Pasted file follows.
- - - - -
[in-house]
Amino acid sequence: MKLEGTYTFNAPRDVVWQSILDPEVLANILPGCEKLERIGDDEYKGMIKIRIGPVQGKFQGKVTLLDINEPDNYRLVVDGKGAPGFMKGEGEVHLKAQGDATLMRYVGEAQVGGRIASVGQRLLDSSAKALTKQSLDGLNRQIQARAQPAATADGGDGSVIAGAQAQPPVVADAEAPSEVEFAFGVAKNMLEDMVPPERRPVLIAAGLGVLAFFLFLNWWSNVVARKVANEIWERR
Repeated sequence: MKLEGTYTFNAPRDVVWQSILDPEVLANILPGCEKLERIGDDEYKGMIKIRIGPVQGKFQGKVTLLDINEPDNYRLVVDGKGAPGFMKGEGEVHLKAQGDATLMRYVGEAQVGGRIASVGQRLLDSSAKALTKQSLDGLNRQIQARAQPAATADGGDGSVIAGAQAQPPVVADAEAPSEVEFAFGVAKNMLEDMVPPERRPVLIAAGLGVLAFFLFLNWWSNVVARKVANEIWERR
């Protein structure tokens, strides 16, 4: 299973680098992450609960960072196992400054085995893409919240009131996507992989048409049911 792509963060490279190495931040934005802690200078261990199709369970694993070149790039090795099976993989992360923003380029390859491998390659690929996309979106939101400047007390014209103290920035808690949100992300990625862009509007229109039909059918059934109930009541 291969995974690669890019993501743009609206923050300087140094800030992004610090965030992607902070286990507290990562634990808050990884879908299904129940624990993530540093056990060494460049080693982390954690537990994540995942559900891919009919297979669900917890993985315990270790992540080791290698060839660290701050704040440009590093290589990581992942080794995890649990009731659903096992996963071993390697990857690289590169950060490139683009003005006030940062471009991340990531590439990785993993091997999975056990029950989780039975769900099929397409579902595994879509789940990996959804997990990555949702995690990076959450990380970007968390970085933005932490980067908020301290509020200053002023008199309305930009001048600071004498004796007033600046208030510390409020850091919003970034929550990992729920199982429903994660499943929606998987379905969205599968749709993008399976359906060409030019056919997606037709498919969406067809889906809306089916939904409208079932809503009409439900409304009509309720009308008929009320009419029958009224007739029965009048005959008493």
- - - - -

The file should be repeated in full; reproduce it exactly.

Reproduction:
[in-house]
Amino acid sequence: MKLEGTYTFNAPRDVVWQSILDPEVLANILPGCEKLERIGDDEYKGMIKIRIGPVQGKFQGKVTLLDINEPDNYRLVVDGKGAPGFMKGEGEVHLKAQGDATLMRYVGEAQVGGRIASVGQRLLDSSAKALTKQSLDGLNRQIQARAQPAATADGGDGSVIAGAQAQPPVVADAEAPSEVEFAFGVAKNMLEDMVPPERRPVLIAAGLGVLAFFLFLNWWSNVVARKVANEIWERR
Repeated sequence: MKLEGTYTFNAPRDVVWQSILDPEVLANILPGCEKLERIGDDEYKGMIKIRIGPVQGKFQGKVTLLDINEPDNYRLVVDGKGAPGFMKGEGEVHLKAQGDATLMRYVGEAQVGGRIASVGQRLLDSSAKALTKQSLDGLNRQIQARAQPAATADGGDGSVIAGAQAQPPVVADAEAPSEVEFAFGVAKNMLEDMVPPERRPVLIAAGLGVLAFFLFLNWWSNVVARKVANEIWERR
């Protein structure tokens, strides 16, 4: 299973680098992450609960960072196992400054085995893409919240009131996507992989048409049911 792509963060490279190495931040934005802690200078261990199709369970694993070149790039090795099976993989992360923003380029390859491998390659690929996309979106939101400047007390014209103290920035808690949100992300990625862009509007229109039909059918059934109930009541 291969995974690669890019993501743009609206923050300087140094800030992004610090965030992607902070286990507290990562634990808050990884879908299904129940624990993530540093056990060494460049080693982390954690537990994540995942559900891919009919297979669900917890993985315990270790992540080791290698060839660290701050704040440009590093290589990581992942080794995890649990009731659903096992996963071993390697990857690289590169950060490139683009003005006030940062471009991340990531590439990785993993091997999975056990029950989780039975769900099929397409579902595994879509789940990996959804997990990555949702995690990076959450990380970007968390970085933005932490980067908020301290509020200053002023008199309305930009001048600071004498004796007033600046208030510390409020850091919003970034929550990992729920199982429903994660499943929606998987379905969205599968749709993008399976359906060409030019056919997606037709498919969406067809889906809306089916939904409208079932809503009409439900409304009509309720009308008929009320009419029958009224007739029965009048005959008493």